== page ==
High schools have long prized advanced placement courses designed to challenge students to achieve a higher, college-level academic standard, but now an elite group of private schools is phasing out the program.
On Monday, a group of eight high-profile private schools in the Washinton D.C. area announced they would be getting rid of the AP courses over the next four years.
"Collectively, we believe a curriculum oriented toward collaborative, experiential, and interdisciplinary learning will not only better prepare our students for college and their professional futures, but also result in more engaging programs for both students and faculty," the schools said in a joint statement. "We expect this approach will appeal to students’ innate curiosity, increase their motivation, and fuel their love of learning."
For many years, The College Board has offered the AP program, which is a college-level curriculum with final exams that can count toward credit or higher placements at some universities, to high school students.
The announcement that the schools will phase out the program comes on the heels of the University of Chicago's decision to no longer require prospective students to submit SAT scores along with their admissions applications.
Susanna Jones, head of school at Holton-Arms School in Bethesda, Maryland, is one of seven administrators who contributed to an op-ed piece in the Washington Post after the announcement.
Jones told ABC News' Brad Mielke that the decision was influenced, in part, by the thought that fewer universities are accepting AP courses and test scores for college credit.
"Fewer and fewer colleges are actually giving credit anymore," Jones said on ABC News' daily podcast, "Start Here." "The whole AP program has changed significantly from its original purpose, which was to provide advanced credit to a fairly small group of students. And now there are millions of students who take those classes and, as a result of that, colleges aren't treating them with the same weight that they used to."
She said the decision was also based on communicating with colleges about what they're looking for from advanced students.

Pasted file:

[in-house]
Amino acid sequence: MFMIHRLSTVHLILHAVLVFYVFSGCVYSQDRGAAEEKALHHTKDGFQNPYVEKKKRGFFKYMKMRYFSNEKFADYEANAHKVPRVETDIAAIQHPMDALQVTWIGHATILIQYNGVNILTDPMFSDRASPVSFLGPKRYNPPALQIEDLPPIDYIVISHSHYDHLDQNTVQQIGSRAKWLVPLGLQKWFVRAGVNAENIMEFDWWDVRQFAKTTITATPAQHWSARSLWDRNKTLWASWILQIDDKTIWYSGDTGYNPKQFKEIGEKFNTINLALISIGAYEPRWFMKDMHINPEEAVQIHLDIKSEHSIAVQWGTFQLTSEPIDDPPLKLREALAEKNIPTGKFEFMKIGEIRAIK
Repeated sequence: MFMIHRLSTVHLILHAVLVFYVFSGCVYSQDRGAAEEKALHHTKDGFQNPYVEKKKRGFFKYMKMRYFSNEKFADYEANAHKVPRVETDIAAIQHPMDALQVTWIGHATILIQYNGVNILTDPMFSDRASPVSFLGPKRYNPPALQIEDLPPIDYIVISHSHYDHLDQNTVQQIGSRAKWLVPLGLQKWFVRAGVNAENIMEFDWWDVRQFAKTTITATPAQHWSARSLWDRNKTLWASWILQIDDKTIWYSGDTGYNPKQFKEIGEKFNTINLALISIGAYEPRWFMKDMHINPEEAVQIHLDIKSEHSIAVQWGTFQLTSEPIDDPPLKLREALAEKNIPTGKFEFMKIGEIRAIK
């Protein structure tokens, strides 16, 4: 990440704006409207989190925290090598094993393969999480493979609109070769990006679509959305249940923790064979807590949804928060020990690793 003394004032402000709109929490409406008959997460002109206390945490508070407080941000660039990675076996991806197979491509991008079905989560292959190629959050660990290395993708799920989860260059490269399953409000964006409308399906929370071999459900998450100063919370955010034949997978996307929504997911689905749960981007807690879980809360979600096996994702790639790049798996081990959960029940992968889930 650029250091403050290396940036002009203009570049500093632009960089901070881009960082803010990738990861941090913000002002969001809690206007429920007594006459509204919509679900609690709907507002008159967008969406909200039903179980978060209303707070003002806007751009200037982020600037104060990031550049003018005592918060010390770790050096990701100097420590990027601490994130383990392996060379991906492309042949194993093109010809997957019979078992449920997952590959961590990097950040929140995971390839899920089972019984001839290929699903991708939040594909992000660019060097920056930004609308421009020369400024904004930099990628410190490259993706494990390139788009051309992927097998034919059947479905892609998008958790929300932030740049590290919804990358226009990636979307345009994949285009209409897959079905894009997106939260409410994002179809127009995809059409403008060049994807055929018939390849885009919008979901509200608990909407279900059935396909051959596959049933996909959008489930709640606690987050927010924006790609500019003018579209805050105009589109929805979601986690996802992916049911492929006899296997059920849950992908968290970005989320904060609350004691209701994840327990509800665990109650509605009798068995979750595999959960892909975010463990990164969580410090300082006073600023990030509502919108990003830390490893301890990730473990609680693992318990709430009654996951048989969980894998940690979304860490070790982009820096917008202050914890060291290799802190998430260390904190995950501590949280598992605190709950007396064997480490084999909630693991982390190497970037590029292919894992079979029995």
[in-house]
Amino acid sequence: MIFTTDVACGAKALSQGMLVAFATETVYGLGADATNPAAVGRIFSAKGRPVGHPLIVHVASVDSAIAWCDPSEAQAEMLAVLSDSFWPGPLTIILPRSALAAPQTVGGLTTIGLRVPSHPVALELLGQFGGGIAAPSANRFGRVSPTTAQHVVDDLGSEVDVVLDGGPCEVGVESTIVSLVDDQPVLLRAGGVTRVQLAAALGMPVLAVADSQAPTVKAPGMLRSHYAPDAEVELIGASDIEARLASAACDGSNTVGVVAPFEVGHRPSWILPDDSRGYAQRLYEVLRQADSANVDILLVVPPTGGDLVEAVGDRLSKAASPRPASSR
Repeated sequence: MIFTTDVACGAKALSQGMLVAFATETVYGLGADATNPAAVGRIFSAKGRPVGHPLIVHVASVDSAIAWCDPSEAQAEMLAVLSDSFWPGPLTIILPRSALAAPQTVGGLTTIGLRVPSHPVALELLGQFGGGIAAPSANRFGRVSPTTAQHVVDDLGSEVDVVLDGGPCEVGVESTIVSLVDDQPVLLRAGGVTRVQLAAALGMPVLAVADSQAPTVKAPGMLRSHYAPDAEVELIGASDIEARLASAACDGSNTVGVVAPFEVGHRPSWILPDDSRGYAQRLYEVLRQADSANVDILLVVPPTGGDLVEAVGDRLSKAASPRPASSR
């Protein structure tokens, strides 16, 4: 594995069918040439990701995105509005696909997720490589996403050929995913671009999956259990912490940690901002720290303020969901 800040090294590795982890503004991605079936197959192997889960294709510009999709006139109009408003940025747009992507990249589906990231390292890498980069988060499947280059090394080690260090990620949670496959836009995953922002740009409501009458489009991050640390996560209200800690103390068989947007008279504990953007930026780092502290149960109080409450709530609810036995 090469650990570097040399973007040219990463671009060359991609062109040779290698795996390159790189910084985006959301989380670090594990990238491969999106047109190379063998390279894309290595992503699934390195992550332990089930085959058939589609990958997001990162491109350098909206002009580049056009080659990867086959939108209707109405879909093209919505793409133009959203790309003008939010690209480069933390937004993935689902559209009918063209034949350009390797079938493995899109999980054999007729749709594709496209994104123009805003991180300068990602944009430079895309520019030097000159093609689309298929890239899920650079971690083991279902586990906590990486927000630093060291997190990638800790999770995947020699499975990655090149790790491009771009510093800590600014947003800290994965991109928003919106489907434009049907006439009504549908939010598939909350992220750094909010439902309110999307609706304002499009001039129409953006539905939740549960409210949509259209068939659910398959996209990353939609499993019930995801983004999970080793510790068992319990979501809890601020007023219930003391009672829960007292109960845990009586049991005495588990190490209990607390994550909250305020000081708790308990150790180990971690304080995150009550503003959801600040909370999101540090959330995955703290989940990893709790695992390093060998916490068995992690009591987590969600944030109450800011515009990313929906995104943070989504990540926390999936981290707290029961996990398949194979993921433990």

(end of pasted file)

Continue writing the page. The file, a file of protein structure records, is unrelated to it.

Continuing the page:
"The second thing is the getting into college piece and we have surveyed hundreds of colleges and we have been reassured by college admissions officers that what's important to them is that students are taking the most rigorous program that's appropriate for them, that's offered by the school they are attending," Jones said. "If there are no AP courses, then they're taking whatever those advanced courses are that are not AP courses."
The eight elite schools proposing the change are well-recognized and have the resources to create a new, equally challenging curriculum; Sidwell Friends is one of the schools, the alma mater of former President Barack Obama's daughters Malia and Sasha Obama.
While these schools have the means to restructure lesson plans, course material and tests accordingly, some less affluent schools may still need to rely on the AP program to set forth a higher course plan. Jones said every school will be different.
"That is a far-larger question that gets at a whole host of issues related to our educational system and I don't feel qualified fully to answer that question because I think it varies from school to school," she said.
If a student at one of the eight schools eliminating the AP program still wishes to pursue college credit through scores, they can still take the AP tests.
"If a student wants to take the exam in a subject, [the student] can do that. We're not saying we won't offer the tests, what we're saying is we're not going to teach classes that directly prepare you for the test," Jones explained. "Very, very few of our students use those credits that they have to go through school faster than four years. It's very rare."
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ABC News' Brad Mielke and The Associated Press contributed to this report.